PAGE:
Interleukin-6 in allogeneic stem cell transplantation: Its possible importance for immunoregulation and as a therapeutic target
Peer reviewed, Journal article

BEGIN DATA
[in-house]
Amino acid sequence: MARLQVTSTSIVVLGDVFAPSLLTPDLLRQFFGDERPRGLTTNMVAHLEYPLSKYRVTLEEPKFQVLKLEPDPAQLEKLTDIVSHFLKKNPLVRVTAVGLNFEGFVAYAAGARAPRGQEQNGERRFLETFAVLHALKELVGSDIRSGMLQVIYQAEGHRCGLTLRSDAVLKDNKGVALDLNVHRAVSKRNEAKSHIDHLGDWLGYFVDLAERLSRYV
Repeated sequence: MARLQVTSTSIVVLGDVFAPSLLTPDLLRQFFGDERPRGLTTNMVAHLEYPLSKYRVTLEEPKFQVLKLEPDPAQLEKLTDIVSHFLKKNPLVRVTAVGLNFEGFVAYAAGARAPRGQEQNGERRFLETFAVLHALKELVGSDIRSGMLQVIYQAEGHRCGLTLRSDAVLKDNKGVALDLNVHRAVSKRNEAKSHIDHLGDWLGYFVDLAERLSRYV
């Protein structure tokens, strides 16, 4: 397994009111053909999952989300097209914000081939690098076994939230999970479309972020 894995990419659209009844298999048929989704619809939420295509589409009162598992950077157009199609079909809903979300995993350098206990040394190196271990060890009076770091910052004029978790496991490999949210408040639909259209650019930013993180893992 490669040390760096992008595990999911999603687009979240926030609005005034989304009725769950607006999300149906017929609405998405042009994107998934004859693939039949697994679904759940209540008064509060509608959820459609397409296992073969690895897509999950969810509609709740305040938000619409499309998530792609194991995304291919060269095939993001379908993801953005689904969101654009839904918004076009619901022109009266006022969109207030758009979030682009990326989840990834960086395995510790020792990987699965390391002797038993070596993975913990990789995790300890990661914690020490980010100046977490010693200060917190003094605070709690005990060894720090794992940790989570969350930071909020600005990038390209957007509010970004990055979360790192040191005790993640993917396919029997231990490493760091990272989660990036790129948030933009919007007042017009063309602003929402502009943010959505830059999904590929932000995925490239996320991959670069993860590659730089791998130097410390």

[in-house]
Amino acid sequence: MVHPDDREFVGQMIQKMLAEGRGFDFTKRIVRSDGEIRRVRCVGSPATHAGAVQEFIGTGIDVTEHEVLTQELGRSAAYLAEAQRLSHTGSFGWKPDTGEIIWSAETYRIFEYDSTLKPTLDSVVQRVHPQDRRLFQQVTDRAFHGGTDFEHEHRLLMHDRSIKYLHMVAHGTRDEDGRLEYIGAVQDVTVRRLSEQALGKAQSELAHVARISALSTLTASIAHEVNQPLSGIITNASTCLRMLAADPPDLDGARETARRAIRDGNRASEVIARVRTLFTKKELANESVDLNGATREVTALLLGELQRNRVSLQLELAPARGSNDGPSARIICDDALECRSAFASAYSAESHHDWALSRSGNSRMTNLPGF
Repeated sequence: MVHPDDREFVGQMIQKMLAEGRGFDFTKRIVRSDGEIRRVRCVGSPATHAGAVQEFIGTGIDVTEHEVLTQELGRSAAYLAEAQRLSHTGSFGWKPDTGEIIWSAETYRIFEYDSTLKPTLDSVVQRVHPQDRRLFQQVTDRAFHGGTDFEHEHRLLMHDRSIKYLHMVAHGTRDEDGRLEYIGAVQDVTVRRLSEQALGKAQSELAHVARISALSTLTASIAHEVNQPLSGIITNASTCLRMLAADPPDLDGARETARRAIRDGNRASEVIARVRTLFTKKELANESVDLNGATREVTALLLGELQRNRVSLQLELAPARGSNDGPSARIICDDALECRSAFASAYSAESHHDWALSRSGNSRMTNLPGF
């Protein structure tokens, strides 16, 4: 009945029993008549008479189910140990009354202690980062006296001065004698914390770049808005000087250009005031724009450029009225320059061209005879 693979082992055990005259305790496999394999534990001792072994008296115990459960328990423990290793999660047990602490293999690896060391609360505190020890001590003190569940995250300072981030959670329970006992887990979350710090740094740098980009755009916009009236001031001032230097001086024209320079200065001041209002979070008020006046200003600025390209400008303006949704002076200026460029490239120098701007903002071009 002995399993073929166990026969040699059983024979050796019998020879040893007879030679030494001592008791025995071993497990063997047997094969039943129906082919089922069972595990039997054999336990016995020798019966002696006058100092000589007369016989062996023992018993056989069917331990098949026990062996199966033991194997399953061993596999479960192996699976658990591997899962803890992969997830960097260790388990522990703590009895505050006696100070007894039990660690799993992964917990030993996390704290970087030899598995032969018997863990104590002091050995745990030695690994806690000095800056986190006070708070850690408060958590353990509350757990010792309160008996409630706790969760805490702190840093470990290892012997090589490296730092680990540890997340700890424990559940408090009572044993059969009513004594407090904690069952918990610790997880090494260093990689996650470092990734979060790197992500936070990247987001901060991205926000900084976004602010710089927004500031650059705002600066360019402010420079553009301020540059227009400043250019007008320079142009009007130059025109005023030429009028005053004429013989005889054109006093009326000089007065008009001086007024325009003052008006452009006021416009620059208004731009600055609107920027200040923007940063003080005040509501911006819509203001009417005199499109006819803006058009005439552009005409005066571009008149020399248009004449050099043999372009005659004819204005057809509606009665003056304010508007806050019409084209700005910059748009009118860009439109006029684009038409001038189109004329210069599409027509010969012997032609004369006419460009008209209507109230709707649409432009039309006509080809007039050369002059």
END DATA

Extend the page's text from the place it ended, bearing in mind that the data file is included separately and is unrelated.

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Allogeneic stem cell transplantation is associated with a high risk of treatment-related mortality mainly caused by infections and graft-versus-host disease (GVHD). GVHD is characterized by severe immune dysregulation and impaired regeneration of different tissues, i.e., epithelial barriers and the liver. The balance between pro- and anti-inflammatory cytokine influences the risk of GVHD. Interleukin-6 (IL-6) is a cytokine that previously has been associated with pro-inflammatory effects. However, more recent evidence from various autoimmune diseases (e.g., inflammatory bowel disease, rheumatoid arthritis) has shown that the IL-6 activity is more complex with important effects also on tissue homeostasis, regeneration, and metabolism. This review summarizes the current understanding of how pro-inflammatory IL-6 effects exerted during the peritransplant period shapes T-cell polarization with enhancement of Th17 differentiation and suppression of regulatory T cells, and in addition we also review and discuss the results from trials exploring non-selective IL-6 inhibition in prophylaxis and treatment of GVHD. Emerging evidence suggests that the molecular strategy for targeting of IL-6-initiated intracellular signaling is important for the effect on GVHD. It will therefore be important to further characterize the role of IL-6 in the pathogenesis of GVHD to clarify whether combined IL-6 inhibition of both trans- (i.e., binding of the soluble IL-6/IL-6 receptor complex to cell surface gp130) and cis-signaling (i.e., IL-6 ligation of the IL-6 receptor/gp130 complex) or selective inhibition of trans-signaling should be tried in the prophylaxis and/or treatment of GVHD in allotransplant patients.